First there was a little warning bleep and then Jim announced that there was something stuck in the prop. Ok, maybe calling it a disaster is a little strong. Jim set to hacking what appeared to be a nylon tracksuit jacket (which we decided was either discarded by some chav else some other chav had drowned in it and his body been carried away. Because of the hassle we were both rooting for the latter I think...) So it was intermittent bowhauling for a few locks as new bits of debris were caught up and Jim would disappear up to his elbows through the weed hatch to sort it out.

Nevertheless we arrived at Broad Street basin slightly ahead of schedule so, both of us absolutely gagging for a cup of tea, I put the kettle on. Since then Jim's got the fire going and I've had a delightfully hot shower followed by a pint of beer, half a massive pizza,and a nibble of chocolate.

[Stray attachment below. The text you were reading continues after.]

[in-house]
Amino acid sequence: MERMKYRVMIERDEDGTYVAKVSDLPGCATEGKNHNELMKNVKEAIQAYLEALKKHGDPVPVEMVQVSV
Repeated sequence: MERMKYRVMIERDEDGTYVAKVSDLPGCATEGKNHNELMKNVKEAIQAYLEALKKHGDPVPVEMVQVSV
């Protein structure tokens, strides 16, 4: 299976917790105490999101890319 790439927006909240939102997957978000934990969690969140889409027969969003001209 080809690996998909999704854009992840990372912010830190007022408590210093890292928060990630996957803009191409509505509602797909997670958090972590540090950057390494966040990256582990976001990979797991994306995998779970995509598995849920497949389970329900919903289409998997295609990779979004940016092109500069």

I'd better say goodnight to you now and do some Philosophy work for university. More tomorrow.



P.S. I did give this a quick scan for errors but if you find any please forgive me... I've just typed this whole thing out on my kindle.

Sunday 13 February 2011

Being charitable

Yesterday we went to Eastbourne, because we thought the charity shops might be worth a look. Charity Shop Tourism hasn't made it to Sussex yet, so perhaps I could start filling in the gaps. Newhaven for example, throws up a few occasional treasures, but then I do do the rounds (Searchlight (that's a local one), PDSA and Scope) once or twice a week. Lewes is wonderful; occasionally dear but worth it. I have paid £7.50 each for two Monsoon skirts, but been pleased with them, and the other week I got a pair of Maiko Dawson (no, I'd never heard of her either, but anyone who doesn't even list prices on their website must be good) shoes. Brighton is stupidly expensive. Eastbourne was disappointing.